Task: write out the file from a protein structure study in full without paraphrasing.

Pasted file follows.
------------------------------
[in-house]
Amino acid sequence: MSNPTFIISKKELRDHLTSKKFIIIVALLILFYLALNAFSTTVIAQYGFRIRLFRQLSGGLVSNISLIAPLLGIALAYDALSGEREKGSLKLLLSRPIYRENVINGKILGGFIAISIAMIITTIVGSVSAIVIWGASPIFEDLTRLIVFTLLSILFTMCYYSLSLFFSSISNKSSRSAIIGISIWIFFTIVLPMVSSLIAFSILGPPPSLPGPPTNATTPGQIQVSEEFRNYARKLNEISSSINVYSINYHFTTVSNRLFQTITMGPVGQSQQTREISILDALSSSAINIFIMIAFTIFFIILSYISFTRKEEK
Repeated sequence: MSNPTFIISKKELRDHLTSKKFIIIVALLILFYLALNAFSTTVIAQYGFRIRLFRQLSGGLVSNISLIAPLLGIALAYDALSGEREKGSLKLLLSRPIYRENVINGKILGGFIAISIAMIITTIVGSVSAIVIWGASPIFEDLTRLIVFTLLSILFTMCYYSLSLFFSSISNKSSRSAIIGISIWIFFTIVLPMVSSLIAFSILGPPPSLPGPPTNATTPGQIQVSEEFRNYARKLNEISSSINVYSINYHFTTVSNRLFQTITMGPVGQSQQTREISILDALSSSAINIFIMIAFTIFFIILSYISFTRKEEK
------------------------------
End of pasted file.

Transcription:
[in-house]
Amino acid sequence: MSNPTFIISKKELRDHLTSKKFIIIVALLILFYLALNAFSTTVIAQYGFRIRLFRQLSGGLVSNISLIAPLLGIALAYDALSGEREKGSLKLLLSRPIYRENVINGKILGGFIAISIAMIITTIVGSVSAIVIWGASPIFEDLTRLIVFTLLSILFTMCYYSLSLFFSSISNKSSRSAIIGISIWIFFTIVLPMVSSLIAFSILGPPPSLPGPPTNATTPGQIQVSEEFRNYARKLNEISSSINVYSINYHFTTVSNRLFQTITMGPVGQSQQTREISILDALSSSAINIFIMIAFTIFFIILSYISFTRKEEK
Repeated sequence: MSNPTFIISKKELRDHLTSKKFIIIVALLILFYLALNAFSTTVIAQYGFRIRLFRQLSGGLVSNISLIAPLLGIALAYDALSGEREKGSLKLLLSRPIYRENVINGKILGGFIAISIAMIITTIVGSVSAIVIWGASPIFEDLTRLIVFTLLSILFTMCYYSLSLFFSSISNKSSRSAIIGISIWIFFTIVLPMVSSLIAFSILGPPPSLPGPPTNATTPGQIQVSEEFRNYARKLNEISSSINVYSINYHFTTVSNRLFQTITMGPVGQSQQTREISILDALSSSAINIFIMIAFTIFFIILSYISFTRKEEK